left lingering in my mouth

that fills me with thrill

but fades faster than chewing gum.

I guess the hardest part

is to keep my fervor towards the outside world


for so often I just want to recede

and let myself drown in that familiar sense of apathy

and that bone deep desire

to be fed with pages and pages of wisdom

and sentiments from former lives

amidst my quiet bedroom walls

I wonder why is it there 

I feel so much more alive?

— By Vicki Wong


I am not teacup pretty.
Shoulders made of porcelain
handle ribs
that you wrap fingers around,
pinky out.

I am not decorated with baby roses
floral patina
iced pirouette
or ribbons.

Do not drop sugar cubes
into the hollows of my skin
or mix milk into my bathwater.
Keep your silver spoon away.

I am not fragile.
Do not put me in your China cabinet
and only bring me out
on birthdays
and Christmas morning.

I am a hailstorm
that catches you by surprise
on your walk home from school
and shatters your windshield.

I am a car crash at 2 AM
on a forgotten country road.

I am blood.

I am the orange of corn
picked, shucked and dried
by calloused Indian hands
in a village carved into a cliff side.

I am a blackout in New York City.

I am the hunger of creation.

I am the smell of gasoline and honey
and the color of a heartbeat.

I am the weight of a cement sidewalk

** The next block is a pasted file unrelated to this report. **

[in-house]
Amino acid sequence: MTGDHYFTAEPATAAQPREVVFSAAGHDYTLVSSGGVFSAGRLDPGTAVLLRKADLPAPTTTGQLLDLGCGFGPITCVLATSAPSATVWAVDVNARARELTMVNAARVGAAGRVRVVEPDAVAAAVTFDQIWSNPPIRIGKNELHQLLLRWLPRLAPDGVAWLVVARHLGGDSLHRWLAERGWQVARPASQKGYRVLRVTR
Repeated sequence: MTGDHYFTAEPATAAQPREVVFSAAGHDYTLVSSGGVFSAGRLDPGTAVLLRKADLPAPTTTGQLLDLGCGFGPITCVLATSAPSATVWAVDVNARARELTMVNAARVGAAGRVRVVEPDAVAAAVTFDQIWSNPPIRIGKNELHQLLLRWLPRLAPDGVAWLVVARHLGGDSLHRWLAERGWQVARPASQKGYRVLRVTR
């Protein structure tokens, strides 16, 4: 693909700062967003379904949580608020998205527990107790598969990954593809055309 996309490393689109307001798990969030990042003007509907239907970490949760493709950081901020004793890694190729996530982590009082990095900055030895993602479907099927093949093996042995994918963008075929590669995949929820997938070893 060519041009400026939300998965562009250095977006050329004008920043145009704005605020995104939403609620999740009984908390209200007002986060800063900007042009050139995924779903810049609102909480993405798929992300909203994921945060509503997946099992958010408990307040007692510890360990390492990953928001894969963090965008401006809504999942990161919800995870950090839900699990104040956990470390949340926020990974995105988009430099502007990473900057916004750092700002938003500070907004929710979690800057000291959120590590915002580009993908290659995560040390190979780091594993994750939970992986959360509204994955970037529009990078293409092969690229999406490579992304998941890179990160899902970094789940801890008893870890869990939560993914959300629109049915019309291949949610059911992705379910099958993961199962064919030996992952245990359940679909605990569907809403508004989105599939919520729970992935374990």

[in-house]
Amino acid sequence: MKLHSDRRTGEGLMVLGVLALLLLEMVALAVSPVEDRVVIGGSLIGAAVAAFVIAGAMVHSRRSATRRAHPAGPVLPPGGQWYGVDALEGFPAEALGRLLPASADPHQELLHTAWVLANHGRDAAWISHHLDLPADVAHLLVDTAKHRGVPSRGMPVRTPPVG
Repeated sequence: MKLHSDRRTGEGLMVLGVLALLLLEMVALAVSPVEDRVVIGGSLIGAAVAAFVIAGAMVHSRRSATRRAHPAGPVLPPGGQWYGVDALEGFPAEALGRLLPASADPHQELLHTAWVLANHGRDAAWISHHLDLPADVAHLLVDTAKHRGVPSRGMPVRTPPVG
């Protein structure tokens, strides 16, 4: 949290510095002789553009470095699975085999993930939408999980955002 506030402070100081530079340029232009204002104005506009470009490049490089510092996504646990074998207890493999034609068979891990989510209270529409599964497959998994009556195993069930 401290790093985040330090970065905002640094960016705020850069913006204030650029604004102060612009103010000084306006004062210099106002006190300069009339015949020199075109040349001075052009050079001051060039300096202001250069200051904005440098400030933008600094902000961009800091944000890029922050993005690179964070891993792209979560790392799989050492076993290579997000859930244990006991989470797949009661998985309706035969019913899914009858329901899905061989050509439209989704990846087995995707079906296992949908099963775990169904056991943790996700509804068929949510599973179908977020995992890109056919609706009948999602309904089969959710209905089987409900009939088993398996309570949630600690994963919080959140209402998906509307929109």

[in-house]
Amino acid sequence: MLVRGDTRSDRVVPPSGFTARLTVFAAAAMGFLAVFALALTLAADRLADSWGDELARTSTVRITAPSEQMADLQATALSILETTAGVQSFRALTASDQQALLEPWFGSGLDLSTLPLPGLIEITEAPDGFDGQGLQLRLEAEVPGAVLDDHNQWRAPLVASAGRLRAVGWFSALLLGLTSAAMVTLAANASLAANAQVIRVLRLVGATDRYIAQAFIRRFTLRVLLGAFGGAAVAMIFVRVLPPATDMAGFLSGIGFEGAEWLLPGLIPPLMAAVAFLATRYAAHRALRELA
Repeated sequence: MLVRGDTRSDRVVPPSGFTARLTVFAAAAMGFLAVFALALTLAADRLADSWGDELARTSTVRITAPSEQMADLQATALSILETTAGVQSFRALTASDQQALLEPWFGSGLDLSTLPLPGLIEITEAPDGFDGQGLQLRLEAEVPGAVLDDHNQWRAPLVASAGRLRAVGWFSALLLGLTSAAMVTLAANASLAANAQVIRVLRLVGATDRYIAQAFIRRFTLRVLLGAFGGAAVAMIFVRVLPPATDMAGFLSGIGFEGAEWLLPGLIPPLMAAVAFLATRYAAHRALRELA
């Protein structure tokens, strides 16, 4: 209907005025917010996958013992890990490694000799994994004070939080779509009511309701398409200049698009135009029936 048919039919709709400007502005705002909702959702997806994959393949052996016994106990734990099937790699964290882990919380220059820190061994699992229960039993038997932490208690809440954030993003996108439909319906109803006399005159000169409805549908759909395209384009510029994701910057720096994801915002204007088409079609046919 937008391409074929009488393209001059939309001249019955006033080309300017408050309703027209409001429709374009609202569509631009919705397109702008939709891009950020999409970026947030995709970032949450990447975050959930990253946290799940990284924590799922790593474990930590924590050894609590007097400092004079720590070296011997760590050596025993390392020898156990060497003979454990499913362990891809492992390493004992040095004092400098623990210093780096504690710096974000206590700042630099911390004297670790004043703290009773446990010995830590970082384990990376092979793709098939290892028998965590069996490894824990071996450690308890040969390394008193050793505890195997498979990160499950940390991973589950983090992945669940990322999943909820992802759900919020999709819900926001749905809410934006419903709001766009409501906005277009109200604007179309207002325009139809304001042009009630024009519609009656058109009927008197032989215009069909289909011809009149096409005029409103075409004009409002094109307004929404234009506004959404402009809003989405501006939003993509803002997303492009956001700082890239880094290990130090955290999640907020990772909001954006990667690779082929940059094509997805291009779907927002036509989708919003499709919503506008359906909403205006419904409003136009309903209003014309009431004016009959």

poured fresh in the morning
that gathers more footprints, initials
lopsided hearts
every hour.

I am the mist hovering over the ocean.

I am an affirmation.

I am not
teacup pretty.

— By Channing Kaiser


electrons are catapulting in your eyes
charged and painful.
you are radioactive, a threat
of burning skin and seared threads
heat and flame;
even across the room i am drawn to you
like the gift of death. 
there are static attacks
where my fingers press into your sides
in the nearness of you 
i will corrode. 

— By Caitlin Hair

Off My Chest

Tits. Boobs. Rack. Jugs.

Hooters. Does anyone else see

the problem with devoting so much

attention, effort, over-

glorification to our mammary

glands? We even have a chain

of restaurants glorifying

our teats. And the more engorged

they appear, the better. But let us

use them for their intended purpose

and the public turns it’s

hydra-head in disgust. Are You

Mom Enough? Collective gasp. How dare

that woman nurse her three-year-old.

That’s what formula is for.

And bovine intervention.

To which I say: suck me.

—By April Salzano

The Game

"do you want someone to sigh

at the way the sun rays set your eyes aglow,

unabashed admiration?

is that even real? do you really know?”

but the stain between his front teeth,

permanent, like his naivety,

disturbed my thoughts like an interrupting child,

his one flaw visible, holding its own gravity.

lips pursed, his smoke inseminates the air

"you’ve a severe elegance to you" he said

mercurial smile hiding my haughty hurts

all as my fragile vanity bled

a lemony sky laps at my wounds.

it’s my turn, but we’d stopped keeping score.

always thought i wasn’t good enough,

but it was he who was the bore.

his platitudes  - mere cosmic ejaculate,

his ideals die in the face of practicality,

while i wear my jaded effects with pride,

i sustain some tentative ties with reality.

crossing his “faith” with my “strength”

with night swooping in, i laid down my word.

98 points but it held no weight,

a reminder of affections deferred.

bed creaking as his body collapses

for all the weight his indifference did spawn

esteem leaking as i make the finally tally,

"doesn’t matter", he said, but i had won.

—By Alaska Jones